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Genetika. 2009 Jan;45(1):112-8.

Effect of the slow (K) or rapid (k+) feathering gene on carcass related traits of broiler chickens selected for breast and thighs weight.

Author information

1
Department of Technology of Animal Products, Agriculture Faculty, Lorestan University, P.B. 465, Khoramabad-68135, Lorestan, Iran. Khosravi_fafa@yahoo.com

Abstract

This study was undertaken to evaluate the impact of slow/rapid feathering sex linked gene on carcass weight (CW) and yield (CY) as well as carcass main parts in an experimental colored broiler flock employing to evaluate the response to selection for breast and thighs weight with imposing restriction against low value portions of carcass over three generations. Random samples of the birds were slaughtered to evaluate the carcass traits at 42 days of age. Cut up yield was determined by partitioning each carcass to breast, thighs as high value parts and wings, neck, rack and saddle as low value portions (LVP). Live body weight (BW; 42d) and legs yield (LY) as a proportion of carcass weight (as %CW) were significantly greater for k+k+/k+W genotypes compared to K-/KW bearing birds (P<0.05). Inter sex t-test comparisons revealed significant superioty of k+k+ genotype over K- in male birds for LY (as %CW) and LY (as %BW) (P < 0.05). Inter family analysis for 8 larger half sib families revealed infrequent superiority of K-/KW bearing birds over their sibs with the alternate genotype for breast yield (BrY; as %CW), legs weight (LW) and LY (as %CW) in two families. Inter family and inter females analysis for 7 larger half sib families showed highly significant superiority for k+W birds in LW (as %CW), BW and LVW in two families (P<0.01). Considering feathering rate as a fixed effect (KW vs. k+W) to analyze the females data revealed significantly greater means for fast feathered females (k+W) for BW, CW, breast weight, LW and LVW than the alternate genotype (P<0.05). It is concluded that in the today's straight-run broiler flocks with numerous influencing factors of margin effects, and with increasing demands for uniformity of carcass market where sexable day-old chicks are not of interest, to launch the fast feathering gene (k+) could be of positive economic consequences in broiler production.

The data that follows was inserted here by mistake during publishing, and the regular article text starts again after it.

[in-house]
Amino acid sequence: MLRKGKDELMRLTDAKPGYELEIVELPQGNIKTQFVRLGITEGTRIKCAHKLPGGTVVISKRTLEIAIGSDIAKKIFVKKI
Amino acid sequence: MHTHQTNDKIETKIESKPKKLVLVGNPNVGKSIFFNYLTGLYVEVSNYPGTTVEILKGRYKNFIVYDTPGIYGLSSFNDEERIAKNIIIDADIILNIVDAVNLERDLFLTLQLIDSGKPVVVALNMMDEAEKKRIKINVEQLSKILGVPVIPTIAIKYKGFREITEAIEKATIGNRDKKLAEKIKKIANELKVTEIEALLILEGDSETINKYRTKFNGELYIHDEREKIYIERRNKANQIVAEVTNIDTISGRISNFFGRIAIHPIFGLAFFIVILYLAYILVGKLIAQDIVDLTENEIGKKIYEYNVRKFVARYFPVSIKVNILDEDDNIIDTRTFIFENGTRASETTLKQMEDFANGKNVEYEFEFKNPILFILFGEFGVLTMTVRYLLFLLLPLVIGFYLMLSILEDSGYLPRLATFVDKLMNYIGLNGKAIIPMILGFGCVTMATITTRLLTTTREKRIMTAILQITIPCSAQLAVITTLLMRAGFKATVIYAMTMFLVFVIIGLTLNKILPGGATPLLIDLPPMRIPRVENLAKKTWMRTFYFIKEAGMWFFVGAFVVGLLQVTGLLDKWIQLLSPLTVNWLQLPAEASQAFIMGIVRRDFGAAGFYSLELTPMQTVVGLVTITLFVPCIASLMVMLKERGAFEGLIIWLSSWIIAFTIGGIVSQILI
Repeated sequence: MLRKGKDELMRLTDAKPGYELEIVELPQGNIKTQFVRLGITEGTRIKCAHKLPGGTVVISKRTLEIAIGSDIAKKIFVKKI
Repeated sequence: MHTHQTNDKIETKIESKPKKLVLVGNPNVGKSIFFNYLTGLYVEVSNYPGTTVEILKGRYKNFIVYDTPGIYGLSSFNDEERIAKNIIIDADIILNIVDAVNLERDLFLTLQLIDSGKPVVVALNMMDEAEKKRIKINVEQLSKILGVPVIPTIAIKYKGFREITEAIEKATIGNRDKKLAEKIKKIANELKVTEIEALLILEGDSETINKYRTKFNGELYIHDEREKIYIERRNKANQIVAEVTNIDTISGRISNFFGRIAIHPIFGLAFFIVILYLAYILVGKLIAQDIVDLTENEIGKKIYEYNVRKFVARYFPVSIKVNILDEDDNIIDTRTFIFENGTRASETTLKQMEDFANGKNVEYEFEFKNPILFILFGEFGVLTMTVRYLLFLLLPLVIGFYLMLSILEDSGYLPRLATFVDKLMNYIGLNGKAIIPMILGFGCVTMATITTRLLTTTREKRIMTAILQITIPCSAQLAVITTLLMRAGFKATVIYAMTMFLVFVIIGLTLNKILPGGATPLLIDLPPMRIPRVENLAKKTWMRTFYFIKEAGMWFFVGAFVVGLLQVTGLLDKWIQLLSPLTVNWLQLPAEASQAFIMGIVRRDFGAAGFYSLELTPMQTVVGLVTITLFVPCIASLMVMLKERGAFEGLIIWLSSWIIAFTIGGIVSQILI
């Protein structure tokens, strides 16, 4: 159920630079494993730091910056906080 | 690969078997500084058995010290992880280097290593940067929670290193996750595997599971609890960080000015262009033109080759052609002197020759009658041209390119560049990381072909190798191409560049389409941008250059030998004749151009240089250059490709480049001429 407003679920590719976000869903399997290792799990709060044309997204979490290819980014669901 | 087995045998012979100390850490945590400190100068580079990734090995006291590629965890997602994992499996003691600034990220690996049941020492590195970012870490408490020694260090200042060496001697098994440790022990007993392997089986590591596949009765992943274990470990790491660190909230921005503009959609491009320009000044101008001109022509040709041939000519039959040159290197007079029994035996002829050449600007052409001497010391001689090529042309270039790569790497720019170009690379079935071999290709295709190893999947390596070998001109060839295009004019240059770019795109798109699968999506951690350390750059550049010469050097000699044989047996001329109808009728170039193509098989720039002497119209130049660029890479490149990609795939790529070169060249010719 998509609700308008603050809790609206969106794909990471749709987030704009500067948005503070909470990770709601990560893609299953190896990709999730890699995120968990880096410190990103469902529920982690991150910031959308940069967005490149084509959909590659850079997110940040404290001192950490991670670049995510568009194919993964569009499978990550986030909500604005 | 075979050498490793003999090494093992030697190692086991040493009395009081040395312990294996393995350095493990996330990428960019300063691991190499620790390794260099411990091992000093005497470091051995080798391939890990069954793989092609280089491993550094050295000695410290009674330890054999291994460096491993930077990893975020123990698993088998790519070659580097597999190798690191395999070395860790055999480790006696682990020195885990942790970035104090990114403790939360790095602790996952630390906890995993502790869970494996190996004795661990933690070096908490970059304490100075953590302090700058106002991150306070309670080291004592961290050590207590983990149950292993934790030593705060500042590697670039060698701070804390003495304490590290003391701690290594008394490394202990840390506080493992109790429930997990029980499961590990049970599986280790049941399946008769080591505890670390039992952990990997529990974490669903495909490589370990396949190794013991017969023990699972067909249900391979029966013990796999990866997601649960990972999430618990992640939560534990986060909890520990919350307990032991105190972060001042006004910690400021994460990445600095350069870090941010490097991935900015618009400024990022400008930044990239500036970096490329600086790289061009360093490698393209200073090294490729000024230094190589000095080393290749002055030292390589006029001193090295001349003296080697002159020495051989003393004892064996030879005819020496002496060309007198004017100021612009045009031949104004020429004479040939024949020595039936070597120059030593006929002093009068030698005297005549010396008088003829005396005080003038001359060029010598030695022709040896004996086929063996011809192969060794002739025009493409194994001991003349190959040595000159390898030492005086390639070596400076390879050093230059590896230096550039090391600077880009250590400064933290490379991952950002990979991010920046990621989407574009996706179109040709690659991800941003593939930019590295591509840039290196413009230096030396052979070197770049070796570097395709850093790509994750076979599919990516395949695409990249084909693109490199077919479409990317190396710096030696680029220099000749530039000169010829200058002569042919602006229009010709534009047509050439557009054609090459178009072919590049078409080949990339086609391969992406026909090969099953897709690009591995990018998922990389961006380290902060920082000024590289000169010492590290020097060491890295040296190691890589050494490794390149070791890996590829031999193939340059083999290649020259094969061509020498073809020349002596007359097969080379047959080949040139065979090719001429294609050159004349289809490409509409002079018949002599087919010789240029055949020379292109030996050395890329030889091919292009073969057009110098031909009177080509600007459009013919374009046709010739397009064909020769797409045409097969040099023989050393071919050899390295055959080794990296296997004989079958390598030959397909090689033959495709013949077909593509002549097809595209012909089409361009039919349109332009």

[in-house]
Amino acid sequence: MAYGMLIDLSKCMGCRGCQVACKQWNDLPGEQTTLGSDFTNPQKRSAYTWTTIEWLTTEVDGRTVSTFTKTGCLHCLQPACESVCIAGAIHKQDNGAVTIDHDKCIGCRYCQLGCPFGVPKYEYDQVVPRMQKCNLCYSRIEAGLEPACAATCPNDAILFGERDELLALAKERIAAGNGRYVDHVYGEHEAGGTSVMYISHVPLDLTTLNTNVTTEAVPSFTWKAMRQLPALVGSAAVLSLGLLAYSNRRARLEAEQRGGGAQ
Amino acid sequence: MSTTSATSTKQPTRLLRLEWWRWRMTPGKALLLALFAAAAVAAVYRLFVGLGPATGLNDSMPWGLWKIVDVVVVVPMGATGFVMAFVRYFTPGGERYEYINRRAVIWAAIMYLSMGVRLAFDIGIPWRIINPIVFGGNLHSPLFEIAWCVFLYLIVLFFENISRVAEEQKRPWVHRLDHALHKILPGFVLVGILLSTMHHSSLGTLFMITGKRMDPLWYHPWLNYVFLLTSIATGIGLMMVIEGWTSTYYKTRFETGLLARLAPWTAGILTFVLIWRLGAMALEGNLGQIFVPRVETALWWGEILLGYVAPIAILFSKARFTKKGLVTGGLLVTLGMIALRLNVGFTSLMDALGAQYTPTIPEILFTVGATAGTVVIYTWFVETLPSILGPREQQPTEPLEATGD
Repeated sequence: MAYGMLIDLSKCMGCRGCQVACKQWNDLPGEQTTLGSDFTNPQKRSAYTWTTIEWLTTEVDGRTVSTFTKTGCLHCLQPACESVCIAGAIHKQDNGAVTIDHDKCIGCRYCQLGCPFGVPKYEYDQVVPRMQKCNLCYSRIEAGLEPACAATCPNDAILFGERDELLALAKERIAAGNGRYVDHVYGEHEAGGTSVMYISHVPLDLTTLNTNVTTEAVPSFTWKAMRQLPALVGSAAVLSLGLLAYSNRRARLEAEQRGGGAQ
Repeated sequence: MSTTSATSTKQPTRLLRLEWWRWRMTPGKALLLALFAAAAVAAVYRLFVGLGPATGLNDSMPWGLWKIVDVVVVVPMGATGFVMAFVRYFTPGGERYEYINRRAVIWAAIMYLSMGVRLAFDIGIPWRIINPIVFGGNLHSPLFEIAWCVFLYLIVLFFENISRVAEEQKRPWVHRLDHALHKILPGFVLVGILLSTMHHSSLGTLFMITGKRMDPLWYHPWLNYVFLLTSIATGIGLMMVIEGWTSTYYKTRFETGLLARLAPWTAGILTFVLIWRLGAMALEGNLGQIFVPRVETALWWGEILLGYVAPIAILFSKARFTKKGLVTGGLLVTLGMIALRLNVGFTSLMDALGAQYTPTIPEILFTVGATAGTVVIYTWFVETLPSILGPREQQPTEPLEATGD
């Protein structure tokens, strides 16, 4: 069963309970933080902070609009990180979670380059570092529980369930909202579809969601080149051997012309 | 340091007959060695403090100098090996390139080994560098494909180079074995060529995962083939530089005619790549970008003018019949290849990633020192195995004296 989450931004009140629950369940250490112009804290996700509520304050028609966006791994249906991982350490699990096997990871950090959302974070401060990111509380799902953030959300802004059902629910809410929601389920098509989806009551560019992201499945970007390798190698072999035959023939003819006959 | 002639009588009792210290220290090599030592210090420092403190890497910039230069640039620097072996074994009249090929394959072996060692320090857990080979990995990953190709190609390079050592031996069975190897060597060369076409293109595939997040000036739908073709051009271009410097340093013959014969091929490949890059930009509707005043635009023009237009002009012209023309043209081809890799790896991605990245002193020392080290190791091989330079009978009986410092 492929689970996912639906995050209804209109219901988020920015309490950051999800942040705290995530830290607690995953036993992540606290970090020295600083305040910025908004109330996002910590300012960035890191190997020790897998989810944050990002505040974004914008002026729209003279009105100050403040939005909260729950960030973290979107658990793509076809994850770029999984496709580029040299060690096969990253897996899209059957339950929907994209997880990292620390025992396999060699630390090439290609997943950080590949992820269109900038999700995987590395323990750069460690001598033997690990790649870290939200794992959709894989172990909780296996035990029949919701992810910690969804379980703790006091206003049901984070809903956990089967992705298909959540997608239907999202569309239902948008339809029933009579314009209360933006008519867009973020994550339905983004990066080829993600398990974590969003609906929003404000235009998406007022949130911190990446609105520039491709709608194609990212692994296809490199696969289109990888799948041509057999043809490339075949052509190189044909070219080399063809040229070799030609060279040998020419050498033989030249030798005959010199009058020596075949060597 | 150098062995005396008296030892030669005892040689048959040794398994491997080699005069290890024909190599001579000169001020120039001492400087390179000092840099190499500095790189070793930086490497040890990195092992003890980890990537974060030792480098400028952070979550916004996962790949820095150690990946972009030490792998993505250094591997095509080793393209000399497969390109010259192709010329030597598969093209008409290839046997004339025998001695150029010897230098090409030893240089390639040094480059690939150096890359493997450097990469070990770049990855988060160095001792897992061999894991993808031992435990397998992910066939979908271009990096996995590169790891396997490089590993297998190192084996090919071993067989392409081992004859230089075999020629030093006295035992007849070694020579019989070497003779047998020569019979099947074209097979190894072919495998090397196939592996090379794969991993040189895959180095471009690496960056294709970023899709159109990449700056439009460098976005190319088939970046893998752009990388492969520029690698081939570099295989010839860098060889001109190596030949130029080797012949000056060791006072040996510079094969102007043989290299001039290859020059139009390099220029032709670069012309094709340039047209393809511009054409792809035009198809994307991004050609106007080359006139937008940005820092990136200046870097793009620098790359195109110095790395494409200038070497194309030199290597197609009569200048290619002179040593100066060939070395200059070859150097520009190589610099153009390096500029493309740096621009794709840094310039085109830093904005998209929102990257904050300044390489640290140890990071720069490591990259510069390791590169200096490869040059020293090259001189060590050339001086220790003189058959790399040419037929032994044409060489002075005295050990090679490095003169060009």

PMID:
19239105
[Indexed for MEDLINE]

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